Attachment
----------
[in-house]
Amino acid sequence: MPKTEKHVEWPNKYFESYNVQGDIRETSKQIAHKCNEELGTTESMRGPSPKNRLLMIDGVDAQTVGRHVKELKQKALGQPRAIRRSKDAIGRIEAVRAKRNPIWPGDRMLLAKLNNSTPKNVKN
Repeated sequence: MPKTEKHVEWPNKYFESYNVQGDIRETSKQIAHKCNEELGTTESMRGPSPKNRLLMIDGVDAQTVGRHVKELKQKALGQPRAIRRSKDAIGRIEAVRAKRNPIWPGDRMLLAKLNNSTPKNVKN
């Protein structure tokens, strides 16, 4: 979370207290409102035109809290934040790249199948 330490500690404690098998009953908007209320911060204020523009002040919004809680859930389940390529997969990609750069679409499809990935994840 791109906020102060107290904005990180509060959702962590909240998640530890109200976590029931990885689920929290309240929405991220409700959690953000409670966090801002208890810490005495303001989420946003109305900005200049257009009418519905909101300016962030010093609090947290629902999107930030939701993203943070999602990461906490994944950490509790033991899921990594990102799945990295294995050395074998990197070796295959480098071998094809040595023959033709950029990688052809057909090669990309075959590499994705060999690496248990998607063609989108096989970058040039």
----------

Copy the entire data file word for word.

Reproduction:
[in-house]
Amino acid sequence: MPKTEKHVEWPNKYFESYNVQGDIRETSKQIAHKCNEELGTTESMRGPSPKNRLLMIDGVDAQTVGRHVKELKQKALGQPRAIRRSKDAIGRIEAVRAKRNPIWPGDRMLLAKLNNSTPKNVKN
Repeated sequence: MPKTEKHVEWPNKYFESYNVQGDIRETSKQIAHKCNEELGTTESMRGPSPKNRLLMIDGVDAQTVGRHVKELKQKALGQPRAIRRSKDAIGRIEAVRAKRNPIWPGDRMLLAKLNNSTPKNVKN
């Protein structure tokens, strides 16, 4: 979370207290409102035109809290934040790249199948 330490500690404690098998009953908007209320911060204020523009002040919004809680859930389940390529997969990609750069679409499809990935994840 791109906020102060107290904005990180509060959702962590909240998640530890109200976590029931990885689920929290309240929405991220409700959690953000409670966090801002208890810490005495303001989420946003109305900005200049257009009418519905909101300016962030010093609090947290629902999107930030939701993203943070999602990461906490994944950490509790033991899921990594990102799945990295294995050395074998990197070796295959480098071998094809040595023959033709950029990688052809057909090669990309075959590499994705060999690496248990998607063609989108096989970058040039």